Jamie Collins opens up on why he stayed in Cleveland: 'Good people don't come too often'

Browns linebacker Jamie Collins had more than one reason to come back to Cleveland.

None was as influential or important, however, as head coach Hue Jackson, who might have been the difference in establishing Collins as a cornerstone type of player moving forward.

"The decision to me coming back, the main was reason was because of Hue," Collins said. "We can say money, but talking to Hue, I like him a lot. He's a good dude."

As the Browns start offseason workouts, Collins on Tuesday outlined why he signed a four-year deal with Cleveland after unexpectedly landing here via a midseason trade with New England. A 2015 Pro Bowler who was considered one of the Patriots' top players, Collins was due to become a free agent this past spring. But the relationships — particularly an emerging bond with Jackson — he forged in Berea kept him from ever testing the open market.

"Good people don't come too often and when they do, you've got to keep them in your corner," Collins said. "So (Jackson), and like I said, them guys in the locker room, it's different. I wasn't just going to bail out on them like that and they threw some good money so yeah, of course, I'm staying here."

When Collins first got to Cleveland, Jackson said it would be a "coup" if the Browns could convince him to stay, referencing the change from being on a Super Bowl contender to one that was winless at the time.

"I wanted to make sure we dealt with the elephant in the room," Jackson said in October. "Normally, when you say things like that, you look for the response of the player. All he said was, 'Coach, this is business. I get it.' He goes, 'I'm excited about my opportunity in Cleveland. I'm going to come there and give it everything I have,' and that's what he's done."

The players work out during their third day back at the facility.

Indeed, Collins, who amassed 69 tackles in eight games, quickly became something of a leader on a team full of rookies and young players.

"He's been outstanding," Jackson said at the Senior Bowl in January. "Jamie's not a big rah-rah guy. He's a do your job, come to work every day, blue collar, work hard, but I know it's in there. I think now that he's gonna start with us from the start to the end, I think we're gonna see a lot of those leadership qualities come out."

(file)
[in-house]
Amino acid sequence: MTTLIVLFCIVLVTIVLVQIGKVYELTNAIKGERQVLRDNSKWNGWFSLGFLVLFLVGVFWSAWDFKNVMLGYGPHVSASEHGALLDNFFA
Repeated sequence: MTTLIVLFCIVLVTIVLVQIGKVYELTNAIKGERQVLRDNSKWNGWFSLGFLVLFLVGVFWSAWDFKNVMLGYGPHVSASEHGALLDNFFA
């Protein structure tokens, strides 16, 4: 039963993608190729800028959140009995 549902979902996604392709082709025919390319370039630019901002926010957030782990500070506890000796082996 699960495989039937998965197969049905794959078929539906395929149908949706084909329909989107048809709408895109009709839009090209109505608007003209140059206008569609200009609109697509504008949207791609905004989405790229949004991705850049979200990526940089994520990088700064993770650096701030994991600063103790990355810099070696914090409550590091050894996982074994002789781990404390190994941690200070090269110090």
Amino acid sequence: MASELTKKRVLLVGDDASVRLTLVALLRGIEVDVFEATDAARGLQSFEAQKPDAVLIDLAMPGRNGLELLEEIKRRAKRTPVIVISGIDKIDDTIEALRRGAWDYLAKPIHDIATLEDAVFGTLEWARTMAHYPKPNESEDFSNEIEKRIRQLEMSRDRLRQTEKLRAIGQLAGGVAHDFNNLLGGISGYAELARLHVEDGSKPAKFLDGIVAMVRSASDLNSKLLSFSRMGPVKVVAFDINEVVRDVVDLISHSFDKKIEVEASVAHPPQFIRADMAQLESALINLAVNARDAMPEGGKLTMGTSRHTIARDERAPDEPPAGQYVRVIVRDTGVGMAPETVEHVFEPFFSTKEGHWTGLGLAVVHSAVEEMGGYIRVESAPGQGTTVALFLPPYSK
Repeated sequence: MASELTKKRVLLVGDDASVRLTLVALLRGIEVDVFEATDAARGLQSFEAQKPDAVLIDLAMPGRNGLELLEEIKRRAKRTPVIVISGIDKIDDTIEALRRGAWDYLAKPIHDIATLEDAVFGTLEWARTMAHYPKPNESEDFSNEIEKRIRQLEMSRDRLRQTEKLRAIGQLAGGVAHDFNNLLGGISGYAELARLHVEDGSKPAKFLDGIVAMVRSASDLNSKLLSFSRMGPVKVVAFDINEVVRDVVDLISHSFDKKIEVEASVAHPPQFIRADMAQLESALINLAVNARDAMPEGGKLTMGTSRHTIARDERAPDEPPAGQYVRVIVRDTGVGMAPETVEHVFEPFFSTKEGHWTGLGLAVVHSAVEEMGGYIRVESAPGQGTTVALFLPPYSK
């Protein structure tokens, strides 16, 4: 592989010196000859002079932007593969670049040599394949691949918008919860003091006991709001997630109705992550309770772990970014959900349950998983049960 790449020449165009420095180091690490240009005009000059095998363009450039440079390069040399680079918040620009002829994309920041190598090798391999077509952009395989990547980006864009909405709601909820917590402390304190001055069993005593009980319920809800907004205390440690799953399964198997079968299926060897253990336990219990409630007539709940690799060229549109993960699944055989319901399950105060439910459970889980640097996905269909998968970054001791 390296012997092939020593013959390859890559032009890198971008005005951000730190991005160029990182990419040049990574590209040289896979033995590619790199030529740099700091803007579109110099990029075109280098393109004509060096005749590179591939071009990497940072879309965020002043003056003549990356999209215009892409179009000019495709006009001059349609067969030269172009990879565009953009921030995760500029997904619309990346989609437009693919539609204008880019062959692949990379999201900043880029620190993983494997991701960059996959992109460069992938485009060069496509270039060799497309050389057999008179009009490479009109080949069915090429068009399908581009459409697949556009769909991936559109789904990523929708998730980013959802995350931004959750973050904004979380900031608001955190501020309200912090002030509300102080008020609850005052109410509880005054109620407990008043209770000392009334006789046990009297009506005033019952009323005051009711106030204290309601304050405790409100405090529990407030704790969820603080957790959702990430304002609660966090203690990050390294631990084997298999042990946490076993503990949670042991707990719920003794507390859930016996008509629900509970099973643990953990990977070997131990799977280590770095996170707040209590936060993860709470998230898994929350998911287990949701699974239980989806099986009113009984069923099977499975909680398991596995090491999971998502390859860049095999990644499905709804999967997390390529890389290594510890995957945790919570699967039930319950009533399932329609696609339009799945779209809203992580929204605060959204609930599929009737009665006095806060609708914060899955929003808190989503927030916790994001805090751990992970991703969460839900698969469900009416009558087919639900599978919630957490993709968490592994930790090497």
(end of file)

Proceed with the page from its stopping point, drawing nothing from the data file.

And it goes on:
Collins' signing was the first major move in a pivotal offseason for the Browns, one in which they also added new defensive coordinator Gregg Williams and fortified their offensive line in free agency.

"Last year was a tough year but I think our guys fought," Jackson said. "And I think they knew what we did was right and how we did it and I think they know we can continue to add talent on our football team as we continue to move forward and I think Jamie Collins signals that."

Collins, who reflected on first coming to Cleveland, described it as an adjustment, but moreover just "part of this business."

"You just gotta do what you gotta do, handle your business," he said. "You get paid a lot of money to do this, so you can't just make that an excuse, you gotta do what you gotta do. But I'm always looking forward to a challenge."

It's why Collins is looking forward to helping the Browns, who own the first and 12th overall picks in next Thursday's NFL Draft, turn the page.

"We just gotta start fresh. Last year is last year and I'm not here even to talk about that because it is what it is, life goes on," he said.

"You just got to use it to your advantage, learn from it and move on. I mean, I went 0-12 coming out of college my senior year so it's nothing I haven't been through but like I said, I learned from it. That's the main thing."

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